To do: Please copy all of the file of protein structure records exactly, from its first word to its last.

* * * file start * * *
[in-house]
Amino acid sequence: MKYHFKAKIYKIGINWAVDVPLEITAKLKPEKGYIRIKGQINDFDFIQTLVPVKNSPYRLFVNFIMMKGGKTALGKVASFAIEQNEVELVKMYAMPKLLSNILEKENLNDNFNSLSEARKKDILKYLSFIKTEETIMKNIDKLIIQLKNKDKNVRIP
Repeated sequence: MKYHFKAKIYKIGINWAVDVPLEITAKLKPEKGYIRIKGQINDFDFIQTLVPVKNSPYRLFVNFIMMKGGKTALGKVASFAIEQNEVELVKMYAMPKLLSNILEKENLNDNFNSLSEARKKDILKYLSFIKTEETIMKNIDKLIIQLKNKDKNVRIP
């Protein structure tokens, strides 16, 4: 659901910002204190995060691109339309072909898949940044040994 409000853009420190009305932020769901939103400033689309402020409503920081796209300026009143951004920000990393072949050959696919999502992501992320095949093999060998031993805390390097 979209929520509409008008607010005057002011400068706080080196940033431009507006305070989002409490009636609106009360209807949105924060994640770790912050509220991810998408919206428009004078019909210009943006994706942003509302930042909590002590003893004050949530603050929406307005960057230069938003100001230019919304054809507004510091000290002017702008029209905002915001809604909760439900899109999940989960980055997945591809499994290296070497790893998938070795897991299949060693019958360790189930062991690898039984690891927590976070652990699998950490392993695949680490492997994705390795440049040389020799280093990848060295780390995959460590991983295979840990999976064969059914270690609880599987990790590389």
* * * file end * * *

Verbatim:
[in-house]
Amino acid sequence: MKYHFKAKIYKIGINWAVDVPLEITAKLKPEKGYIRIKGQINDFDFIQTLVPVKNSPYRLFVNFIMMKGGKTALGKVASFAIEQNEVELVKMYAMPKLLSNILEKENLNDNFNSLSEARKKDILKYLSFIKTEETIMKNIDKLIIQLKNKDKNVRIP
Repeated sequence: MKYHFKAKIYKIGINWAVDVPLEITAKLKPEKGYIRIKGQINDFDFIQTLVPVKNSPYRLFVNFIMMKGGKTALGKVASFAIEQNEVELVKMYAMPKLLSNILEKENLNDNFNSLSEARKKDILKYLSFIKTEETIMKNIDKLIIQLKNKDKNVRIP
């Protein structure tokens, strides 16, 4: 659901910002204190995060691109339309072909898949940044040994 409000853009420190009305932020769901939103400033689309402020409503920081796209300026009143951004920000990393072949050959696919999502992501992320095949093999060998031993805390390097 979209929520509409008008607010005057002011400068706080080196940033431009507006305070989002409490009636609106009360209807949105924060994640770790912050509220991810998408919206428009004078019909210009943006994706942003509302930042909590002590003893004050949530603050929406307005960057230069938003100001230019919304054809507004510091000290002017702008029209905002915001809604909760439900899109999940989960980055997945591809499994290296070497790893998938070795897991299949060693019958360790189930062991690898039984690891927590976070652990699998950490392993695949680490492997994705390795440049040389020799280093990848060295780390995959460590991983295979840990999976064969059914270690609880599987990790590389």